# And we calculate every following a(n) as follows:
        #  (implicitly push the values of a(n-2) and a(n-1)
    s   #  Swap them on the stack
     ‚  #  And pair them together: [a(n-1),a(n-2)]

JavaScript (Node.js), 29 27 bytes

Saved 2 bytes with a suggestion from Jo King.


Try it online!

A tree is represented by [l, r]. The absence of a child is represented by [].


R, 39 bytes


Try it online!

Output is a nested list of lists of 2 elements each.
Leaves are represented as lists with no child lists (both list elements are NULL).


Charcoal, 18 bytes


Try it online! Link is to verbose version of code. Outputs nodes as arrays of between 0 and 2 elements. Explanation:


Input n and loop n times.


Take the last and second last results (if any), and make them the children of the root of the next tree.


Print the last tree, if any.


Branch, 35 bytes


Try it on the online Branch interpreter!

Of course, it's only natural that a language based on binary trees would have a way to solve this challenge. Branch is still in development; I'm not sure how I could've solved this before adding a bunch of bugfixes and a couple of new helpers.

Pretty-printing the tree was actually around from the start though. I used it as a debug feature; never thought I would've found a challenge so soon to use a debug feature as output formatting for :P


The command line argument is automatically loaded into the first and only node in the binary tree. Note that [...] is the same as in BF; that is, it's a while loop, so if the current value is 0 at [, it skips to ], and if the current value is non-zero at ], it jumps back to [. Therefore, [...0] will only run if the value is non-zero, but then the value is zeroed at the end and so it never runs more than once. Essentially, this is an if statement.

/;{            Go to the left child, copy the parent, and decrement
^\;{           Go back to the parent, go to the right child, copy, and decrement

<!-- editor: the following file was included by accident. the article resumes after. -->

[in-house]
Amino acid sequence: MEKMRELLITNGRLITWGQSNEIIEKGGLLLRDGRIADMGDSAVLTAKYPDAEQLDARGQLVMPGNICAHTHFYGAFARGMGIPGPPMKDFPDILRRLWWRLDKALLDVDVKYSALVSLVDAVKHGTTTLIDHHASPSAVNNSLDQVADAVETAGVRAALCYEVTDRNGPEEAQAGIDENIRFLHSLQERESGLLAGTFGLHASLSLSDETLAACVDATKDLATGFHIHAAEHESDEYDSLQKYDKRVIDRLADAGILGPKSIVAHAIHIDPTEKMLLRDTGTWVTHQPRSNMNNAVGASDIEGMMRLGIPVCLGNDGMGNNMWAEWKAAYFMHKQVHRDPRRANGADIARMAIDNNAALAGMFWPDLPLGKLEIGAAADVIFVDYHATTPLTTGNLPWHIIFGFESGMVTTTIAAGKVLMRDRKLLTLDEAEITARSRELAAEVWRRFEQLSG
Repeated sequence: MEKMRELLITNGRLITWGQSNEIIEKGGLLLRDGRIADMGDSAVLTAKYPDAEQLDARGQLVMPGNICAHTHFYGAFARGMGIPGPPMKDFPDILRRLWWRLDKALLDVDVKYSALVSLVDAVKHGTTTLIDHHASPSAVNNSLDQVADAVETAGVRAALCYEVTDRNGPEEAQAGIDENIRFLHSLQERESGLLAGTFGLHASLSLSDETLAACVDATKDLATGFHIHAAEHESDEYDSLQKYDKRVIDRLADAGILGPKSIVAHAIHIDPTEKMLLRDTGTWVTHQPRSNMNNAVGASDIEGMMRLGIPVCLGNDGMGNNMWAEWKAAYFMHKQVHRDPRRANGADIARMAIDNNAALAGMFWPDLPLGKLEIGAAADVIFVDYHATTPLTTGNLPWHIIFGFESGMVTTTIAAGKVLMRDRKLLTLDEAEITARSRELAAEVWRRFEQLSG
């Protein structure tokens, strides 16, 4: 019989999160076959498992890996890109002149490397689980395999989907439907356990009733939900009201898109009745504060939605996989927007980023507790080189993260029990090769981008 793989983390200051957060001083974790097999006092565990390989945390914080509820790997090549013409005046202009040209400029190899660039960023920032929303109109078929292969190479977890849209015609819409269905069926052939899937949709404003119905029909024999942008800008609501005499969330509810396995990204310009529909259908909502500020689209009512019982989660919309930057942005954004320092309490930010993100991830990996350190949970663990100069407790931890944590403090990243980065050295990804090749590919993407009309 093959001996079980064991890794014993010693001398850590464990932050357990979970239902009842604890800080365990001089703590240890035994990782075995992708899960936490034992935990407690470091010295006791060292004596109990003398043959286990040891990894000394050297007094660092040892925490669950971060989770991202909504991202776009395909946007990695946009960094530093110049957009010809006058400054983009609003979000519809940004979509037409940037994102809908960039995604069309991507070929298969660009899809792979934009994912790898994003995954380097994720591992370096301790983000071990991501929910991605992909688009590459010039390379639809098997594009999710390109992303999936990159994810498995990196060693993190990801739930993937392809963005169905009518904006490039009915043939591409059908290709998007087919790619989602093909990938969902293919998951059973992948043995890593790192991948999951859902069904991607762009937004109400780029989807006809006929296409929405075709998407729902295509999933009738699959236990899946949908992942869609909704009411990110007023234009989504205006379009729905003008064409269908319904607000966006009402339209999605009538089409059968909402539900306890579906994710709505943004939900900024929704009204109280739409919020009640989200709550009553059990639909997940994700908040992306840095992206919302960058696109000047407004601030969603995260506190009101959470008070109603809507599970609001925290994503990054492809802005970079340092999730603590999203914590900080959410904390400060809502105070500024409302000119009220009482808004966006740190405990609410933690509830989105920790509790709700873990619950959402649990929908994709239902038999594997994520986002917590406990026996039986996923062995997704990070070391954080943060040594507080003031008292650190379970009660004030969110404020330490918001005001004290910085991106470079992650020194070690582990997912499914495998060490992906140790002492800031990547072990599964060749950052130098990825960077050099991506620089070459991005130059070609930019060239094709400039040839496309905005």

Z              Save the value to register Z
[  0]          If that value is not zero
 {Z            Decrement and save to Z (we need to save the value because it gets zeroed to allow the if statement to end)
z              Restore Z; this is (parent value - 2) if parent value is not 1, and otherwise just 0
^              Go back to the parent
[      0]      If the node is non-zero
 /@            Go to the left child and run this line on that, returning here when done
   ^\@         Go to the right sibling and run this line on that, returning here when done
      ^        Go to the parent, then zero it to end the if statement
~              Return to @, if we are currently in a sub-evaluation. If not, this gets skipped, and we can end the program
`L             Delete all leaves; every node with leaves is a 0 with -1 and -2 as children; these shouldn't be output
`L             Delete all leaves again; it might be valid to output such that these leaves are considered the "null" elements like my APL solution and the 2-byte jelly solution do, but I decided to remove them for style and this code is long enough as it is
[   ]          While this node is non-zero (input 0 and 1 give the same tree, so we need to suppress output if the value was 0)
 0             Zero the top node; this turns the while loop into an if statement and also prevents the final output from having the value there
  `P           Pretty-print the tree; this was created for debugging purposes, but conveniently enough, lets us answer this challenge quite nicely

APL(Dyalog Unicode), 14 bytes SBCS


Try it on APLgolf!

Outputs as a nested list, where each list contains two elements which are the left and right children, and 0 is null.

-10 bytes thanks to Razetime and user, and also using a better online interface courtesy of Razetime


{            }  dfn
 ⍵>0:           if the argument is greater than 0
     ∇¨         - recurse; apply this dfn to each of
       ⍵-       - the argument minus        (vectorizes)
         ⍳2     -                    [1, 2]